In their home, Naser's wife, Fawzia Amin Ahmed, her hair covered in a rose-colored headscarf, sits down on their tiled living room floor to see the video. She says she wants to know what happened to her son — the pampered first boy born after three girls. Her youngest daughter, 9, dressed in a pink dress, and a grandson, also 9, crowd around her to see it as well.

"It's him," Ahmed says. "I recognize him from the way he looks and his voice."

Naser again has a tear rolling down his cheek as he listens to his son's last words. His wife is almost expressionless.

"We have had our fill of sadness the past three years," she says. "Whoever takes this road with ISIS doesn't come back."

His parents say Khaled was a normal teenager — a top student who spent his spare time playing video combat games and soccer with his friends. One of his friends, Wisam Raed Ahmed, says it was a shock when Khaled left to fight with ISIS in the ninth grade — they all thought he would finish high school and study engineering.

"He wasn't religious or extremist," Khaled's father says. "He was a normal young guy. He wouldn't even pray sometimes. He would be playing with his friends and I would tell him he should go pray."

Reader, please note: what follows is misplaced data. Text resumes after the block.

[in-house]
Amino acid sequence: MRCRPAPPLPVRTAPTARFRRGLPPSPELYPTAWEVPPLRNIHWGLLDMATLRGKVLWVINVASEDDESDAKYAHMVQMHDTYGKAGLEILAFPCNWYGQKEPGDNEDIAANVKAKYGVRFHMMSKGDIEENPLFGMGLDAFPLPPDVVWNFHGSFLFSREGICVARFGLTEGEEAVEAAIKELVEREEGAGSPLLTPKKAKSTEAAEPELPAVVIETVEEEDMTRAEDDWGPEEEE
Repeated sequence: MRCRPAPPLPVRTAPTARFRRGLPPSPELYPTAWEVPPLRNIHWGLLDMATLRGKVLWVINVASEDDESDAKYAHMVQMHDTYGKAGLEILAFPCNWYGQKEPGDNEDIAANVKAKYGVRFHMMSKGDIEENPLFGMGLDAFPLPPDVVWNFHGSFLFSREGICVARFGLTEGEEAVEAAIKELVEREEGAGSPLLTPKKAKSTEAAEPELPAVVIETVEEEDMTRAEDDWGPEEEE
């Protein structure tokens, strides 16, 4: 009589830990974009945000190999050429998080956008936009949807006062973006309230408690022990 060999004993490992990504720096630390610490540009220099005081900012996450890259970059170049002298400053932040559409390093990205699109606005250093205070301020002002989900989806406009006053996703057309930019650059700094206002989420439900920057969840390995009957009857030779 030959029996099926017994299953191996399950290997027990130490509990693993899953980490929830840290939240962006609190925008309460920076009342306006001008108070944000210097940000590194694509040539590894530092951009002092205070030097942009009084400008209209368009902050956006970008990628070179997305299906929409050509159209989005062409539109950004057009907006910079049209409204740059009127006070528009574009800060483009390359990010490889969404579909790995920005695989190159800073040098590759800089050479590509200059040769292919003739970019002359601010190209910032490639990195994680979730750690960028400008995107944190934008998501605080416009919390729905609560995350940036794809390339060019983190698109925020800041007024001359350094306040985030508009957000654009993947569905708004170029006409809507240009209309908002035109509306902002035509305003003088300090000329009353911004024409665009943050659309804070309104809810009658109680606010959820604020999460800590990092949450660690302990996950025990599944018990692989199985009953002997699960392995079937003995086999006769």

Khaled a month after turning 6. His parents say he was a normal teenager.
Jamal Abdullah Naser

When Khaled pledged allegiance to ISIS in 2016, the militants had controlled Mosul for two years, and the U.S. and Iraqi military had started the fight that would lead them to liberate the city. For being a fighter, ISIS paid him $50 a month, his father says.

"He joined at the end of the Islamic State — in the last days," Naser says. "I told him, 'Why are you joining? Look, ISIS is running away from the troops. What are you going to do against the planes and U.S. technology and all those countries?' "

His father promised to buy him a motorbike if he didn't leave. He told him joining would destroy him and the entire family. When Khaled insisted, Naser took away his ID, thinking if he didn't have it, he couldn't join. Naser confirms that he did even hit him to try to force him to stay home.

"After he joined, they took him for a month to train him," Naser says. "When he came back he said, 'Dad,' and started crying. He was a child. He said, 'I can't quit. If I quit, they will punish me.' "

In the roughly 10 months he spent with ISIS, he came home twice to recover from being wounded before he was injured the final time, his father says.

Then, in late 2016, as U.S. and Iraqi forces moved in, ISIS forced the family to move to Mosul as human shields. The police and the mayor's office in Shoura say Naser is known as an honorable man and not an ISIS supporter. But after Iraqi forces took back their neighborhood in Mosul in May 2017, Naser and his family were moved to an Iraqi detention camp where relatives of ISIS fighters were held. To be able to return home under tribal rules, Naser agreed to disown his son legally.

Khaled's parents say they had never heard of the Gallagher trial. U.S. investigators spent weeks in Iraq gathering evidence for the investigation. But Naser says no one ever contacted the family of the victim at the center of it.

The U.S. military has not responded to NPR questions about why the family was not informed.